A man gestures amid the rubble of destroyed buildings after a reported airstrike on the rebel-held neighborhood of al-Kalasa in the northern Syrian city of Aleppo on April 28, 2016. (Ameer Alhalbi/AFP/Getty Images)

The United States and Russia said Friday that they have arranged a renewed cease-fire in two parts of Syria where fighting escalated this month, but the area does not include Aleppo, site of the heaviest attacks and dozens of civilian deaths in recent days.

Russia’s Defense Ministry said that a “regime of quiet” had been agreed to with the Syrian government in Latakia province, on the Mediterranean coast, to begin at midnight Saturday morning. A senior U.S. State Department official said the “recommitment” to a truce would also cover East Ghouta, on the outskirts of Damascus.

“For the moment, this is what we have to go forward with, but we are working constantly on Aleppo and other areas,” said the official, who spoke on the condition of anonymity under guidelines imposed by the State Department.

The agreement — which Russia initially said would last 72 hours but the State Department said was open-ended — came as another wave of airstrikes and shelling swept across Aleppo, where more than 200 people have been killed in the past week. While Syrian government airstrikes were blamed for bombarding a hospital Wednesday, killing at least 50, rebel barrages apparently also contributed to the violence.

Russia reported that its consulate in Aleppo had also been hit by mortars it said were launched by Jabhat al-Nusra, the al-Qaeda affiliate, some of whose forces are interspersed in the area with opposition fighters supported by the United States and its regional allies.

Renewed fighting has brought to a virtual collapse the partial cease-fire forged earlier this year by Washington and Moscow, supported by a group of nations with interests in Syria.

In the first month after its Feb. 27 implementation, the cease-fire brought a welcome quiet after years of civil war, with Russia greatly reducing its airstrikes against opposition forces in support of Syrian President Bashar al-Assad, although the Syrian government was accused of frequent violations.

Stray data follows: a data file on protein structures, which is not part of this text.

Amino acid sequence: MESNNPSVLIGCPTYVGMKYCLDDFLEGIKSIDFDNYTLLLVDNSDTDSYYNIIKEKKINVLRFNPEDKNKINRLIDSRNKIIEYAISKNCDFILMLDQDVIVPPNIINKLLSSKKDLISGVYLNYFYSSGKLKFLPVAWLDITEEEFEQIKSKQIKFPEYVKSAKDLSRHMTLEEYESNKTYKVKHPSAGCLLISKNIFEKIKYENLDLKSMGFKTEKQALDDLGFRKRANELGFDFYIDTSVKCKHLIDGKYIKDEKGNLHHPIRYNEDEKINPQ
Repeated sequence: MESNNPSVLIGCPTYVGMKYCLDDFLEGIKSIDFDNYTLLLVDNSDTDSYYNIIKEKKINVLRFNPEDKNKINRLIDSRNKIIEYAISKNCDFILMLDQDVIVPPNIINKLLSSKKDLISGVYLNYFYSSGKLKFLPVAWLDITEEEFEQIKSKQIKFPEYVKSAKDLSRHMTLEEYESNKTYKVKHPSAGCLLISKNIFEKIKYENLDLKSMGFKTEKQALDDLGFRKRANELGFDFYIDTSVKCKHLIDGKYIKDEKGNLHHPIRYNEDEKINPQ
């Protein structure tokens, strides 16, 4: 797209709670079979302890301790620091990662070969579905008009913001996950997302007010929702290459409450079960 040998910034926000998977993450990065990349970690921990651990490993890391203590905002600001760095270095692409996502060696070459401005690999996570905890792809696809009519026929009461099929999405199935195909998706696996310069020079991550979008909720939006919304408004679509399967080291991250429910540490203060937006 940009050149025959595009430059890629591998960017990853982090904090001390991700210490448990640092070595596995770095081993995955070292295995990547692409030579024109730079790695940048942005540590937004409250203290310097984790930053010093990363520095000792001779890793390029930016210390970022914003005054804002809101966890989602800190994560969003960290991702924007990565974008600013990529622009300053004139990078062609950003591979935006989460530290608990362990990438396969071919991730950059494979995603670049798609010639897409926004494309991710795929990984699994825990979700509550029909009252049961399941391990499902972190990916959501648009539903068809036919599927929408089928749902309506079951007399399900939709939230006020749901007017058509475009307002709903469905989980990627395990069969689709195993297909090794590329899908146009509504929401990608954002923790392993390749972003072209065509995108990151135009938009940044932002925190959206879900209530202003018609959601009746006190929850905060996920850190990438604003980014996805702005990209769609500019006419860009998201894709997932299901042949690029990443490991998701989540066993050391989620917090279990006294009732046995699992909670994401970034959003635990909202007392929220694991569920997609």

Most opposition groups stopped offensive actions, despite coming under government attack. Only two groups — the Islamic State and Nusra, both deemed terrorist organizations by the United Nations — were excluded from what the agreement called a “cessation of hostilities.”

But in recent weeks, as renewed fighting escalated — particularly in Latakia, the outskirts of Damascus and Aleppo — Russia and the United States have publicly accused each other of undermining the truce, although they insist that they are continuing to cooperate to monitor its implementation.

It has been particularly intense this week in and around Aleppo, a city divided between opposition and government forces since 2012, as Syrian government forces apparently have tried to cut off rebel supply lines from Turkey. Russian and Syrian forces have moved both troops and heavy artillery to the area after a recent successful offensive in the desert city of Palmyra, saying that Nusra forces are massing to take over the city.

U.S. intelligence and outside experts tracking combatant movements acknowledge that Nusra and rebel forces are intertwined in areas in and around Aleppo, but they discount Russian claims that the militants are either “massing” or planning a new offensive. Instead, they say, Syria and Russia are seeking to attack opposition rebels under the guise of striking Nusra, as allowed under the cease-fire.

A U.S.-Russia task force that is supposed to monitor the cease-fire and adjudicate violation claims met behind closed doors in Geneva on Thursday to revitalize the truce in selected areas. Although the United States and its allies in the region have said that Assad has been responsible for most violations overall, the task force’s failure to publicly rule on any breaches has undermined opposition confidence in its efforts.

The cease-fire was designed from the start both for its own sake and to provide a helpful environment for political talks, overseen in Geneva by the United Nations, between opposition and Assad representatives on a transition government. Although U.N. envoy Staffan de Mistura said that progress had been made in two rounds of talks, opposition representatives formally suspended their participation last week because of the rising violence on the ground.

On Wednesday, de Mistura said he hoped to restart them in May but that there was little point in setting a date until the violence decreased. He appealed for “a U.S.-Russia urgent initiative at the highest levels” and a new meeting of the International Syrian Support Group, the group of foreign ministers of European and Middle Eastern governments co-chaired by Secretary of State John F. Kerry and Russian Foreign Minister Sergei Lavrov, that negotiated the original cease-fire in February.

The State Department official said that Kerry and Lavrov had spoken by telephone Friday and that “we need to bring the ministers of the ISSG back together.”